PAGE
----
Illinois US 50: Heading back to Indiana and finding some never-used bridges along the route

This is the fourth and final installment of my report from a 2009 road trip along the oldest alignments I could find of US 50 across a good chunk of Illinois.

In Carlyle, current US 50 follows the yellow path on the aerial image below. Where the current road turns north, the old alignment of US 50 continues straight. Howevero, the old stagecoach road that formed the US 50 corridor sweeps from there to the northwest.

Sadly, the new alignment interrupted the old stage route, labeled “Old State Rd” on the map below. Overpasses were built for other roads; why not for this historic road?

The stage road eventually curves back to the south. The drivable portion if the stage road ends about 15 miles west of Carlyle, but you can see bits and pieces of its remnants in aerial images. Check out this 1000-foot section of the old road that lies in a farmer’s field! It lines up pretty well with where US 50 curves in this image, suggesting that there US 50 resumes the old stage road’s route.

We drove old US 50 through Beckemeyer, Breese, Aviston, and Trenton, to where current US 50 meets old US 50. Current US 50 continues westward on the original US 50 alignment.

At this point we were starting to wear out from our long day. I wanted to get my friend Michael back to Terre Haute, where he lived, and me back to Indianapolis, where I lived, before we ran out of daylight. So we turned onto current US 50 and headed back east.

Current US 50 is interesting here in that all the signs point to it having been intended to be an expressway – four divided lanes. Overpasses are wide enough to accommodate two more lanes, but that’s not the most telling sign. Remarkably, and mind-bogglingly, wherever a bridge was needed, two were built alongside each other. In each case, one is used, the other has stood unused since it was built in probably the early 1970s. Here’s an aerial view of the eastmost of these twin bridges.

It crosses Beaver Creek. You can walk through the tall grass and stand right on it.

Abandoned, never used US 50 bridge

Which, of course, we did.

Abandoned, never used US 50 bridge

Michael has good balance. I tried standing up there briefly, but felt unsteady.

Abandoned, never used US 50 bridge

There is more to see along US 50 in Illinois. We passed several old motels, some abandoned, some still in business with great neon signs out front. I would have liked to stop and photograph more segments of the old concrete road that parallels current US 50 in many places. I would have liked to drive the entire unfinished expressway west of Carlyle and explored the other three never-used bridges. And I would especially have liked to follow the old stage road west of Carlyle.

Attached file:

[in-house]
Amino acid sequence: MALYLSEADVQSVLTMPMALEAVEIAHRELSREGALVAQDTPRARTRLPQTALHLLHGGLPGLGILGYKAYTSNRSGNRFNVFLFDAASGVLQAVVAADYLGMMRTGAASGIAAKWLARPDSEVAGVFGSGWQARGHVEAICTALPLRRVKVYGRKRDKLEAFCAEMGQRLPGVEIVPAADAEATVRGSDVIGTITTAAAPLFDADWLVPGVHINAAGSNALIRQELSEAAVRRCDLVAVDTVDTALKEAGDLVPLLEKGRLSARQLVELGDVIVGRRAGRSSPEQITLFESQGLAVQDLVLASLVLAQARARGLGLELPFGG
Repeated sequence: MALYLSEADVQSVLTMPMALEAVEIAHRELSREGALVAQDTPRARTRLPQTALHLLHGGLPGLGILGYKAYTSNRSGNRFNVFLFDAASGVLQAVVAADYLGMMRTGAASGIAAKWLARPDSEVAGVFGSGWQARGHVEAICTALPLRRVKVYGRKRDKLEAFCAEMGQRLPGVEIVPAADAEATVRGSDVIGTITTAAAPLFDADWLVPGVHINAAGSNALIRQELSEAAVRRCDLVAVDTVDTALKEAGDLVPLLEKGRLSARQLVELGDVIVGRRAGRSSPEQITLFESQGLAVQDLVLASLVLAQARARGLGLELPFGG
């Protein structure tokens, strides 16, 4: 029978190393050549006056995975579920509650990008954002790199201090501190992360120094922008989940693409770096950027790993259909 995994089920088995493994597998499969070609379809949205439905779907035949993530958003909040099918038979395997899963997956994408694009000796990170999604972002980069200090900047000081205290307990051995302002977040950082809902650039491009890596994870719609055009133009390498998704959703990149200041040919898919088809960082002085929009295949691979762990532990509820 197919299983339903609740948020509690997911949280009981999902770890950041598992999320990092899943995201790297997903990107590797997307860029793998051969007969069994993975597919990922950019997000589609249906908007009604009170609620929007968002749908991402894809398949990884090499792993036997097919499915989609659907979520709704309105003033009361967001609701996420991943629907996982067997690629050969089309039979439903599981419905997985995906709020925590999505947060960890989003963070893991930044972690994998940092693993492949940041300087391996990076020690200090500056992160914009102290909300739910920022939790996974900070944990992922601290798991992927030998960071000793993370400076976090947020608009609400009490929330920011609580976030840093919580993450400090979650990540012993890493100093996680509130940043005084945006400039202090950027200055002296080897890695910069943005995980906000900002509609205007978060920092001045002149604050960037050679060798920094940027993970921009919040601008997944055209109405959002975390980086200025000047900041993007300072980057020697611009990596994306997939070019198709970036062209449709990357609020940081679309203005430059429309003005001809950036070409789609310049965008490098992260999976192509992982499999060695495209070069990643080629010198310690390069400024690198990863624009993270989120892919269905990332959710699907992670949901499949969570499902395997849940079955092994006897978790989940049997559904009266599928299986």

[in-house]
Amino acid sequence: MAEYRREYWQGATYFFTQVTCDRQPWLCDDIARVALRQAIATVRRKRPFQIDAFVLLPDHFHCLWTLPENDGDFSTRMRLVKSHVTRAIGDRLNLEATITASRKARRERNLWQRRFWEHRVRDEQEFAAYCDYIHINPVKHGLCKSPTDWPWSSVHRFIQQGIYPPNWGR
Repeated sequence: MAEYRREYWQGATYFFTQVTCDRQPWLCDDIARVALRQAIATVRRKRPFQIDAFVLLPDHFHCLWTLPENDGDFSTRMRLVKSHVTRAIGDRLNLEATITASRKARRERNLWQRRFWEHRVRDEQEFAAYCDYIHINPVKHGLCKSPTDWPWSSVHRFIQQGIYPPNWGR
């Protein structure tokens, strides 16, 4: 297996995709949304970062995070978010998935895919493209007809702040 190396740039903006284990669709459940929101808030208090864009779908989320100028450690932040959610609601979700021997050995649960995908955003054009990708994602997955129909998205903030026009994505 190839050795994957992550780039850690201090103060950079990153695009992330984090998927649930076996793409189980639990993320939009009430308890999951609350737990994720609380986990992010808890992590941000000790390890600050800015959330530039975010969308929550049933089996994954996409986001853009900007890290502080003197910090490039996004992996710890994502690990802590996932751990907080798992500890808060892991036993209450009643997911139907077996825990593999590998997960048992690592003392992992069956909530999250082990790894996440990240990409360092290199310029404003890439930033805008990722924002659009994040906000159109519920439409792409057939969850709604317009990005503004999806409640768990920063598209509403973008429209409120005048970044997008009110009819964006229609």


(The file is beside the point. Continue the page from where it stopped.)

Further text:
But it was time to head home. I was tired, and so was my dog. That’s her tired face.


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8 responses to “Illinois US 50: Heading back to Indiana and finding some never-used bridges along the route”

  1. Lone Primate Avatar

    Fascinating. Gorgeous, moody, truly timeless shots. I could imagine standing there 50 years ago just as easily as yesterday, or next year. Any idea why they never four-laned US 50 there, Jim? Is there an interstate nearby they put through instead?

    1. Jim Grey Avatar

      I have heard that Illinois lobbied hard to have Interstate 64 routed along the US 50 corridor, and that Illinois prepared US 50 for it by building a new road. In some places it was right alongside the old, and in others it was all new terrain. Then I-64 ended up being routed along a much more southerly route. US 50 traffic didn’t demand four lanes, so Illinois quit improving the road.

  2. Doug Owens Avatar
    Doug Owens

    Construction had begun on Four lane 50 across the state from StLouis to Vincennes. Daniel Walker was elected governor in 1972 and killed the project. Right of way and many bridges have sat idle fo 50 years. Chicago politicians could care less about a needed expressway across Southern Illinois. It would have opened up the corridor to huge expansion and growth!

    1. Kodachromeguy Avatar

      Does the state still own the right of way? If so, that could be very valuable in the future. Nowadays, real estate issues often doom infrastructure projects.

    2. Jim Grey Avatar

      I have always heard that it had to do with I-64 being located so far south in the state. But regardless, it’s always seemed so wasteful to me to do this much work only to kill the project.

  3. Michael Avatar

    I was guessing Evansville had more power than Vincennes and it seems I was correct. If the route was decided in 1960 per second link source then kind of surprised IL didn’t kill it before 1972. Likely to do with politics and contracts having already been awarded.

  4. Eric M. Avatar
    Eric M.

    I’m curious about the Beaver Creek Bridge on the Old State road. It looks like the road there is now closed. I would hate to see that bridge be torn down.

  5. Dan Cluley Avatar
    Dan Cluley

    I don’t think I have ever seen extra unused bridges like that, but I was just on one that is unusually wide for the same reason. US 127 south of Jackson MI is mostly 2 lane or 2 lane plus a center turn lane, however the ROW exists for another set of lanes, and at least one bridge over the Grand River was clearly prepared for 4 lanes, although I suspect it would not work for a full interstate design.,-84.3643358,93m/data=!3m1!1e3

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